Special Education

Special Education Law Was Signed by Ford, Despite Reservations

By Michelle R. Davis — January 09, 2007 5 min read

When President Gerald R. Ford signed a special education bill in 1975 that would have a huge impact on students and schools, his ambivalence was evident.

Though he supported its mission to open classroom doors for children with disabilities, the fiscally conservative Republican expressed worries that the Education for All Handicapped Children Act would strain the resources of the federal government and raise false expectations of support—predictions that many special education observers say have become a reality.

As dignitaries, family members, and friends said goodbye last week to the nation’s 38th president, who died Dec. 26 at age 93, others were trying to make sure that his words regarding special education were remembered and heeded by those trying to improve the landmark law, now known as the Individuals with Disabilities Education Act, or IDEA.

When President Ford signed the original measure into law on Nov. 29, 1975, his written statement revealed his conflicted feelings: “Unfortunately, this bill promises more than the federal government can deliver, and its good intentions could be thwarted by the many unwise provisions it contains.”

“His signing statement is so prescient, it’s amazing,” said Miriam Kurtzig Freedman, a Boston-based special education lawyer, who after Mr. Ford’s death spent time distributing the signing statement. “Acknowledging the law has major challenges makes you want to improve the law, not do away with it.”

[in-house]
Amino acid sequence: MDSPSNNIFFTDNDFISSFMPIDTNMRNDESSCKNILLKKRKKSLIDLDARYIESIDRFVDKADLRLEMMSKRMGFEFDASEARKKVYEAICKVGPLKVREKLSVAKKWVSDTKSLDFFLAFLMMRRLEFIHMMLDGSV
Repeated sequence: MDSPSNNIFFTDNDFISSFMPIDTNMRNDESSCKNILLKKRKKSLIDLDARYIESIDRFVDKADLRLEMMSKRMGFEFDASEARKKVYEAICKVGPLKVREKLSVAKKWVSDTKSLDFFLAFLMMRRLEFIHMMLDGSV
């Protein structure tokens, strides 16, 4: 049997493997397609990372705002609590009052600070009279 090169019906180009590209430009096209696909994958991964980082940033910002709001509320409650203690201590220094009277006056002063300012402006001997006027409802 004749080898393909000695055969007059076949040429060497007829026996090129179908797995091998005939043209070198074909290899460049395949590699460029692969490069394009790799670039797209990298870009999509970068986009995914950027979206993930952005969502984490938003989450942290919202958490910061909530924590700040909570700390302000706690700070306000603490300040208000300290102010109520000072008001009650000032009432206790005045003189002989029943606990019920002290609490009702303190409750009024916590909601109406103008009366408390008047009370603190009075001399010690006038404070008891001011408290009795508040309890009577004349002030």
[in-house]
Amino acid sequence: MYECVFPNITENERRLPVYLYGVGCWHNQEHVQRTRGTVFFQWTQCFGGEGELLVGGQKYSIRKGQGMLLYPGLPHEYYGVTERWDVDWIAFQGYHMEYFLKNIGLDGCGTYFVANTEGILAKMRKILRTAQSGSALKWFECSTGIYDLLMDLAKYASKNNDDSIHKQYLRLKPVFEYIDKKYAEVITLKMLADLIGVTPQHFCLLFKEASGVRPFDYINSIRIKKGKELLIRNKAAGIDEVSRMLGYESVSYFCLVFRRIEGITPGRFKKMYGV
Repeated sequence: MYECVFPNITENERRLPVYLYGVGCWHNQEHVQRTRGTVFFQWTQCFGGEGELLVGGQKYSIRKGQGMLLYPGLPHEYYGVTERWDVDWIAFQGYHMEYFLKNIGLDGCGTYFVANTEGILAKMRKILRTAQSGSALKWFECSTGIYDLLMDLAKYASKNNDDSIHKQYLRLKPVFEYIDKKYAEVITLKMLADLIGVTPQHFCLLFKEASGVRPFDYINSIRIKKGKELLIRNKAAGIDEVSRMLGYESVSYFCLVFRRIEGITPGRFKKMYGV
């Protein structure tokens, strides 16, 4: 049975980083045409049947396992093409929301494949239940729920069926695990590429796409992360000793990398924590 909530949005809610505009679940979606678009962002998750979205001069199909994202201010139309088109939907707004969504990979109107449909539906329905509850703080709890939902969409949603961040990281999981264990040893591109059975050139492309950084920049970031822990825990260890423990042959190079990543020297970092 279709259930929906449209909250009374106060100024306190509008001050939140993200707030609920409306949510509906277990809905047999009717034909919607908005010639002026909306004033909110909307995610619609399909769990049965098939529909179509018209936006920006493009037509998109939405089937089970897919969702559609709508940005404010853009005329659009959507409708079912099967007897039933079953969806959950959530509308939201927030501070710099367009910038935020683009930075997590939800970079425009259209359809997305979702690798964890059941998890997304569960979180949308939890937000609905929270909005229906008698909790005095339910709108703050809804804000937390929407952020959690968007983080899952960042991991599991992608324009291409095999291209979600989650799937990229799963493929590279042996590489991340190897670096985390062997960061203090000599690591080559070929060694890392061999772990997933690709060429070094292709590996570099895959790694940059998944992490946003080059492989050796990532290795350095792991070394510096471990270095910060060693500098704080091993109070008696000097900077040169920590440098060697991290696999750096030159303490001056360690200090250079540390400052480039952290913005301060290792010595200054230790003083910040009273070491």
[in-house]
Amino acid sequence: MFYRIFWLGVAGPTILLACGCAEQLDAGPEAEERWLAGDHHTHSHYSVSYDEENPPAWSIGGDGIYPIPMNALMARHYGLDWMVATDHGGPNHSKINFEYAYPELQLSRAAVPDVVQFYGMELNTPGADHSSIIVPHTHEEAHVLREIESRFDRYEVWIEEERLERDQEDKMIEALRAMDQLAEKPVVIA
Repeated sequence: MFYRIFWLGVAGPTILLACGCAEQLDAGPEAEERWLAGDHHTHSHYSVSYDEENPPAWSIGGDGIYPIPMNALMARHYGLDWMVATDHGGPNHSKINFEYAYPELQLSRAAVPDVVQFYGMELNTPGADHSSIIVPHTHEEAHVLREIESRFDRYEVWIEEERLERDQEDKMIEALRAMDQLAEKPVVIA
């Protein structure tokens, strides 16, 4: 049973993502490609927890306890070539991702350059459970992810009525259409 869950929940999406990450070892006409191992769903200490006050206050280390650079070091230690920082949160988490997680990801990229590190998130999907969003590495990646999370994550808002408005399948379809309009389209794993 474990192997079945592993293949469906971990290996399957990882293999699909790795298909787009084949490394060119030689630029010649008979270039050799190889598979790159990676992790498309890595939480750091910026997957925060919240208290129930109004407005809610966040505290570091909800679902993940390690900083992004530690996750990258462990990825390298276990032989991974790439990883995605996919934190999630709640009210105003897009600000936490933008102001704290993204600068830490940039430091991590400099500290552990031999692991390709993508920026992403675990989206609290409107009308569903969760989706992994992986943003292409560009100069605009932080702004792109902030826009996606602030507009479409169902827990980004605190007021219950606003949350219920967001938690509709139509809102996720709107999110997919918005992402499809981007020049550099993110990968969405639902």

‘Open to Ideas’

Mr. Ford’s 29-month presidency, which began in August 1974 when the Watergate scandal forced President Richard M. Nixon from office, was marked by tumultuous events, including the end of the Vietnam War, the new president’s pardon of Mr. Nixon, and battles over civil rights.

A look back shows President Ford’s major role in education policy remains the IDEA, but he also left his fingerprints on issues such as equal access to educational opportunities regardless of gender.

“He was quite open to ideas on education,” said David Mathews, 71, who served President Ford as secretary of the Department of Health, Education, and Welfare, which preceded the creation of the U.S. Department of Education in 1979. “Anytime I wanted to talk about education or make proposals, I found him quite receptive.”

But with everything else going on during his presidency, the focus for President Ford was not often on education.

“He was not greatly concerned with education policy on its merits, in my view, but saw it through an exclusively budgetary lens,” Gareth Davies, a lecturer on American history at Oxford University in England, wrote in an e-mail last week. “The point here is not that Ford was in any sense ‘anti-education,’ but rather that he was an old-fashioned conservative who thought that education was a matter for the states.”

Objectives and Costs

As a member of the U.S. House of Representatives from Michigan from 1949 until he replaced Spiro T. Agnew as vice president in 1973, Mr. Ford had several allies with a particular interest in education. One was Albert Quie, a Republican congressman from Minnesota. As vice president and then president, Mr. Ford retained close ties to Mr. Quie, which they had forged in a prayer group both attended.

President Ford working in the Oval Office on March 25, 1975.

Not long after Mr. Ford became president, he summoned Mr. Quie and HEW staff members to the Oval Office to talk about the proposed special education legislation, which Mr. Quie was pushing for adoption.